With more people working from home, traditional security layers like working on a trusted network or trusted device are going away. It becomes more important to meet the user where they are and providing a secure setup without affecting their productivity. The Security Policy Advisor (SPA) is a service hosted in your tenant, so you can put it to work within minutes. No need for any on-prem infrastructure.
SPA uses the Office cloud policy service (OCPS) to enforce security policies in the Office applications. Such policies are bound to the AzureAD user identity, independent from the actual device used or how this device is managed (if at all). When a user signs into an Office application using their work credentials, SPA and OCPS will ensure that the policies are applied, at home or at work, on corporate and personal devices.
SPA currently supports several security policies, but in the following article we will focus on one policy which can drastically reduce your exposure to attacks targeting Office: VBA Macro Notification Settings. If you are an Office Desktop Admin, it is likely that you have had to deal with this dilemma: Restrict macro execution to protect your users and enterprise from malware attacks like this one or leave it enabled so you don’t risk impacting users productivity? Sounds familiar? OK, let’s look at an example on how you could tackle this challenge.
Step 1 – Review requirements and create policy configurations
There are only two requirements for using Security Policy Advisor:
- Devices must run at least version 1908 of Microsoft 365 Apps for enterprise.
- Apps must be allowed to send required service data for Office.
Use the Office cloud policy service (OCPS) to create a policy configuration. You are not required to configure any policies in this configuration to receive recommendations. Have a look at our OCPS walkthrough guide for further guidance on using OCPS.
Step 2 – Enable Security Policy Advisor
Next step is to enable SPA. Navigate to config.office.com, sign in with Global Administrator, Security Administrator, or Office Apps Admin permissions and click on Security. Toggle the switch to On.
That’s it. If you have policy configurations created in OCPS, SPA will now start generating recommendations for those. This happens quickly, typically within minutes. You can also create a policy configuration from Security Policy Advisor using the Create a policy configuration button.
Step 3 – Review recommendations and tighten up security
Once Security Policy Advisor has finished analyzing data, it will inform you of new recommendations. You can click through the policies and see a full list of settings to consider:
For each policy you can review more details by clicking on it. It will give you more information on how many users have actually used the feature and for specific settings (macros) also data on any attacks through this vector targeted at users in the group. Here’s an example of how the data might look like for the VBA Macro Notification Settings policy recommendation.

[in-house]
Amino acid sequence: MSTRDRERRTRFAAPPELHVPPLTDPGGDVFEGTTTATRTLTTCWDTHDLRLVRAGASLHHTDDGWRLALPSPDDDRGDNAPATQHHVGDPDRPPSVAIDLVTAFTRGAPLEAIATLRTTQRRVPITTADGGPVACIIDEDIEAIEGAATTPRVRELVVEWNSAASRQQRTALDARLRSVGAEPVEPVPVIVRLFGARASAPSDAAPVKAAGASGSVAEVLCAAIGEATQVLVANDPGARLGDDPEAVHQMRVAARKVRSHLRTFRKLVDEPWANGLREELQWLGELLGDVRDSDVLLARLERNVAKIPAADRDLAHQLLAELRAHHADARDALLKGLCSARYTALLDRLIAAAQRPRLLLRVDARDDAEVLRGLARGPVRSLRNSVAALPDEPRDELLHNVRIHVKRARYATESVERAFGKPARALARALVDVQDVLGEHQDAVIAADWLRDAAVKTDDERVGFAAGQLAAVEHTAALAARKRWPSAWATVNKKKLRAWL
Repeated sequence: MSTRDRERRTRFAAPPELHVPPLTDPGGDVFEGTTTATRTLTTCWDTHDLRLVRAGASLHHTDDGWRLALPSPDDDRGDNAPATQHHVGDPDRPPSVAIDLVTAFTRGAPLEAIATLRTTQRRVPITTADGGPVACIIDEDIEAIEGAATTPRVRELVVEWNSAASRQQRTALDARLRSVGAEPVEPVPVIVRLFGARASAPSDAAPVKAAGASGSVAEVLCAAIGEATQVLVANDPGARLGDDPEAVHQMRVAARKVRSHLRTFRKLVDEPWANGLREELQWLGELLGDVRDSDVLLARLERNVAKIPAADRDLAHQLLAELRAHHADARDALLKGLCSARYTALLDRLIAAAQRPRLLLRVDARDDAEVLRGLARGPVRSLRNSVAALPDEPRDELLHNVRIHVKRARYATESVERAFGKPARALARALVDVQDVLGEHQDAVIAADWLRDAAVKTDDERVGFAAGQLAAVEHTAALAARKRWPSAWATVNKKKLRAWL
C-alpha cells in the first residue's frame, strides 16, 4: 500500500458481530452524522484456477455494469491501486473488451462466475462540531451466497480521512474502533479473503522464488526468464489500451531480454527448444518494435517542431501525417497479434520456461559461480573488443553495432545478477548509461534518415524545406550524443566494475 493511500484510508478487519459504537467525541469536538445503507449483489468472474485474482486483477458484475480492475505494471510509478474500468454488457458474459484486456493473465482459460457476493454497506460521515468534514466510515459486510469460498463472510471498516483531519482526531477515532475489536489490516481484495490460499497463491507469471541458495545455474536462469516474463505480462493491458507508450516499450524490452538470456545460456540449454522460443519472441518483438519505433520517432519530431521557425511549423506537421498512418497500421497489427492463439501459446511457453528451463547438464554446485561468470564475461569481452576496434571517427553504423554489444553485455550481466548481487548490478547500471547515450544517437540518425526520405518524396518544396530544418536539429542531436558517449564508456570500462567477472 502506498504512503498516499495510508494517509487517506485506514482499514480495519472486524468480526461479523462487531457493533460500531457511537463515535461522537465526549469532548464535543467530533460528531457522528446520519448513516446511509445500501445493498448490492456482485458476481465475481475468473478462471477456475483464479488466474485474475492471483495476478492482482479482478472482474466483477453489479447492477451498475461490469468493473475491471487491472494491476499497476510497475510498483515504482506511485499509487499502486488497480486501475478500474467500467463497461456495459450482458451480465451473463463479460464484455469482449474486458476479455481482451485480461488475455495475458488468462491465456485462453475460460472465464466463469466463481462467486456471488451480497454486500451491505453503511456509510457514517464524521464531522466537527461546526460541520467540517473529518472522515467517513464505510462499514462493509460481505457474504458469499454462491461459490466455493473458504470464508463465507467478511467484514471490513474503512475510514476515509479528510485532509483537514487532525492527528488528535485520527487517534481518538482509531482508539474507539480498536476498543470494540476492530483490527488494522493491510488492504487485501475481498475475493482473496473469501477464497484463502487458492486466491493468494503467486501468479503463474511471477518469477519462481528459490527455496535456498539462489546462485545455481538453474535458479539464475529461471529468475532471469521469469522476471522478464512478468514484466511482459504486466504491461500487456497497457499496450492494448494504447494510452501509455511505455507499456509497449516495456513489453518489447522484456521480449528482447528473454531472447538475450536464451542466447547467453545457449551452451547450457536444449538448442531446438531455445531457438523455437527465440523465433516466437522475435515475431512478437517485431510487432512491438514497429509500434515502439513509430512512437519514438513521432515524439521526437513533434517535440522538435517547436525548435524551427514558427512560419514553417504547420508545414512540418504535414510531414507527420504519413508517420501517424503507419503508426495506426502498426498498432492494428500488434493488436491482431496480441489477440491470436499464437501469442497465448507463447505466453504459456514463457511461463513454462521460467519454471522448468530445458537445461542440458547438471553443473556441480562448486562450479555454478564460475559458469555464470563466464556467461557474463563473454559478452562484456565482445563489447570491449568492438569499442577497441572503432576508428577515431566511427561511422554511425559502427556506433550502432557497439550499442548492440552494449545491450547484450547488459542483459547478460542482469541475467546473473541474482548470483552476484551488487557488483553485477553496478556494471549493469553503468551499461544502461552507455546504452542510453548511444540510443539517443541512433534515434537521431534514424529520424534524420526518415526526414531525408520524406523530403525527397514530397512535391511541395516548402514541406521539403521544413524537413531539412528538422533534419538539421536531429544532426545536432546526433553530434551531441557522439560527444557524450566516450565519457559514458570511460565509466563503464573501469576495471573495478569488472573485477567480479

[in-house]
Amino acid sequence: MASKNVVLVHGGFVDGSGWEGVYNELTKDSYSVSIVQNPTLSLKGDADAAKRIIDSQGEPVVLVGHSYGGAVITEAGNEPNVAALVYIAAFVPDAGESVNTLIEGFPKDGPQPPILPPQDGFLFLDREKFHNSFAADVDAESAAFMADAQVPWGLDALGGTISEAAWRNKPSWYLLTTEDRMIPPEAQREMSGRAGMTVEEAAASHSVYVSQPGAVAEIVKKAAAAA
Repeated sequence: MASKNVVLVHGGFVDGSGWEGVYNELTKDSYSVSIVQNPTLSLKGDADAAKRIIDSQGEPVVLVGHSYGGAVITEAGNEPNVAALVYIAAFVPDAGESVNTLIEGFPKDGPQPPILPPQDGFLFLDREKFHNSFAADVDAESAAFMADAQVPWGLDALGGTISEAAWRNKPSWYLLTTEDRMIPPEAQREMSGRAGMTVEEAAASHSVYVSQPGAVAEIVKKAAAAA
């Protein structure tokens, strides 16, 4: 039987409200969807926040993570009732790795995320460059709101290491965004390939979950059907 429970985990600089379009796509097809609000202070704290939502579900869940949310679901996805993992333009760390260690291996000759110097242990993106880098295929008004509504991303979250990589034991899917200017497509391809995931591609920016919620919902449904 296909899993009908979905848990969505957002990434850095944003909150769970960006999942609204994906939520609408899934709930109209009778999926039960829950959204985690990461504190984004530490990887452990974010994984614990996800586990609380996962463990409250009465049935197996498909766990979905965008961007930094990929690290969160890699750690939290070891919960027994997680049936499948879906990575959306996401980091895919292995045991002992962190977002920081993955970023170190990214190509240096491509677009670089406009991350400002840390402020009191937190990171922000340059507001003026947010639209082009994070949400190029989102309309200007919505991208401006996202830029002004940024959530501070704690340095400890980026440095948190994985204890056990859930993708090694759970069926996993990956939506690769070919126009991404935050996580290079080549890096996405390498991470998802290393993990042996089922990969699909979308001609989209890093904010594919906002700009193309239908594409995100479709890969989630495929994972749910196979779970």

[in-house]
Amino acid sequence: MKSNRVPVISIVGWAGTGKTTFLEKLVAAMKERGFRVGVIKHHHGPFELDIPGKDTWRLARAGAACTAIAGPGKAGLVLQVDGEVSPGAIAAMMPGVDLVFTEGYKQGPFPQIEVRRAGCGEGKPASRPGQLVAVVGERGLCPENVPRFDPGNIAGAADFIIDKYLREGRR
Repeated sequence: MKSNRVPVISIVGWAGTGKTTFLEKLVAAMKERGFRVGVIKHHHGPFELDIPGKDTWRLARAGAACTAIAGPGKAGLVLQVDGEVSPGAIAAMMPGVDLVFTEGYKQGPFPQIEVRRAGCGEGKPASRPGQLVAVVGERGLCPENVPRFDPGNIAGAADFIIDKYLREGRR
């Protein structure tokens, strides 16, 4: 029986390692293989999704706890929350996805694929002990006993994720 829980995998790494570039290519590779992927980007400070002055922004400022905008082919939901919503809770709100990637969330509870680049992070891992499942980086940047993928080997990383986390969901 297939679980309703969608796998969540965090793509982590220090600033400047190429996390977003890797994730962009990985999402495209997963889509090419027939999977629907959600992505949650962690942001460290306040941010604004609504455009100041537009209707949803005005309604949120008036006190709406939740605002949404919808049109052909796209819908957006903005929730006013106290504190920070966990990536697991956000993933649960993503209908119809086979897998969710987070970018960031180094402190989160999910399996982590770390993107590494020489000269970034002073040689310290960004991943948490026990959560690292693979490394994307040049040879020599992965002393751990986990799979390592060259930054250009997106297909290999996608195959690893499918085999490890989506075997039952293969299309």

So in this case, you can see that no user has actually opened Excel documents with macros (Total users), but all users have been targeted by malicious macros. So there is a big opportunity to boost security without impacting the user’s productivity. SPA provides you the information you need to justify this change and take it through a change management process.
That’s one of two features which give you confidence when using SPA: You will get historical data based on the actual usage of the Office apps as well as any attacks detected by Office 365 Advanced Threat Protection (ATP). No more guessing if a certain user group is actually using a feature and is at risk by not restricting it. You get actionable data and should act on it.
Perhaps you still have reservation acting on these recommendations and data. This is where the second feature comes in handy: You can set a policy, but allow the user to override it. The above example strongly suggests to disable VBA notifications as users are not using this feature and are under attack. But we might want to flight this new setting to users first and monitor impact.
So in this example you would review the data for each of the VBA Notifications settings (there is one per application), accept the recommendation to disable VBA macros, but set Override to Enabled.
After clicking Apply, the new policy is set and will disable VBA macros for all targeted users. In case a user opens a document with macros embedded, a notification is shown that the VBA macro was disabled. In addition, the user is given an option to override this policy and still enable macros. When they do, this information is captured and surfaced back to you in the admin portal.
This approach combines the power of having insights into historical data, but also safely try out a more restrictive security configuration.
Step 4 – Monitor productivity impact and adjust configuration
After a given time, e.g. two weeks, you can review how often users have actually used the option to override the setting. Log into the SPA UI, select the policy and switch to the Applied policies tab. Clicking on the individual setting will bring up the policy details and you can review how many users have overridden the setting.